Unix/Linux Go Back    

RedHat 9 (Linux i386) - man page for fsync (redhat section 2)

Linux & Unix Commands - Search Man Pages
Man Page or Keyword Search:   man
Select Man Page Set:       apropos Keyword Search (sections above)

FSYNC(2)			    Linux Programmer's Manual				 FSYNC(2)

       fsync, fdatasync - synchronize a file's complete in-core state with that on disk

       #include <unistd.h>

       int fsync(int fd);

       int fdatasync(int fd);

       fsync  copies all in-core parts of a file to disk, and waits until the device reports that
       all parts are on stable storage.  It also updates metadata stat information. It	does  not
       necessarily  ensure  that  the entry in the directory containing the file has also reached
       disk.  For that an explicit fsync on the file descriptor of the directory is also needed.

       fdatasync does the same as fsync but only flushes user data, not the meta  data	like  the
       mtime or atime.

       On success, zero is returned.  On error, -1 is returned, and errno is set appropriately.

       EBADF  fd is not a valid file descriptor open for writing.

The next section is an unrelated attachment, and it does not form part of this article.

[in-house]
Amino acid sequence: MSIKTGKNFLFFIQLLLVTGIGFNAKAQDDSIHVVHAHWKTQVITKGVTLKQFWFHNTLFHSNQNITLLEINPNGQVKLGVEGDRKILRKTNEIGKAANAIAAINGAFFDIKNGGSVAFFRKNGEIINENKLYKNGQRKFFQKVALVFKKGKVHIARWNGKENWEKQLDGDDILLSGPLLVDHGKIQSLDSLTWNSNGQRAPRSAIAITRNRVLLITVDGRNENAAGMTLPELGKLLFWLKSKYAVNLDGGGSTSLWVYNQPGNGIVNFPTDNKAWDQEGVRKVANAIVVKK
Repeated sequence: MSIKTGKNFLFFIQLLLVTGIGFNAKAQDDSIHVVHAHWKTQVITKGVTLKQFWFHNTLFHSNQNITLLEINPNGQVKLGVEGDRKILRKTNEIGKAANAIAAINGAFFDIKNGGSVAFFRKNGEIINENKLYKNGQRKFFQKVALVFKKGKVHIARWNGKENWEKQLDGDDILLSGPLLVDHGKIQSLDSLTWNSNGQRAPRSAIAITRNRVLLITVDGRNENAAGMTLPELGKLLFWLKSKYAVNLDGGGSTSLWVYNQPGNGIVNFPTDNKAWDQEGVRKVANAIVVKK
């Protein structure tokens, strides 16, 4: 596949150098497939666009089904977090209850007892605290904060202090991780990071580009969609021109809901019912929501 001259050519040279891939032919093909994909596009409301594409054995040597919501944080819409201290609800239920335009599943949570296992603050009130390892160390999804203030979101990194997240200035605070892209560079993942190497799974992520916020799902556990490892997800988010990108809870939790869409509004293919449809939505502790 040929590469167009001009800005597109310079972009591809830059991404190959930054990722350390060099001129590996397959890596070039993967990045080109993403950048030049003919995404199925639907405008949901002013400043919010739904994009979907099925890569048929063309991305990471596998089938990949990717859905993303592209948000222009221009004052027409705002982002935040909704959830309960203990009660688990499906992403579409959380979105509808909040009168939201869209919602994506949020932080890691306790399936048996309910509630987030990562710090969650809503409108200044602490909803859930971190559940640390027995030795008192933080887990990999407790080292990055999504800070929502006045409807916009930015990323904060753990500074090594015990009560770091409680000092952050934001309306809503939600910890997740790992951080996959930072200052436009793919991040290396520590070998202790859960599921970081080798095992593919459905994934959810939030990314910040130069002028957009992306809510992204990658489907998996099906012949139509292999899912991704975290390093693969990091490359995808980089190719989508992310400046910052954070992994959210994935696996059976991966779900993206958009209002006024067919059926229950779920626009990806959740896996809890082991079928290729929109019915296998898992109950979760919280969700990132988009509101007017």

fd is bound to a special file which does not support synchronization.

       EIO    An error occurred during synchronization.

       In  case  the  hard  disk has write cache enabled, the data may not really be on permanent
       storage when fsync/fdatasync return.

       When an ext2 file system is mounted with the  sync  option,  directory  entries	are  also
       implicitly synced by fsync.

       On  kernels before 2.4, fsync on big files can be inefficient.  An alternative might be to
       use the O_SYNC flag to open(2).

       POSIX.1b (formerly POSIX.4)

       bdflush(2), open(2), sync(2), mount(8), update(8), sync(8)

Linux 1.3.85				    2001-04-18					 FSYNC(2)
Unix & Linux Commands & Man Pages : ©2000 - 2018 Unix and Linux Forums

All times are GMT -4. The time now is 02:48 AM.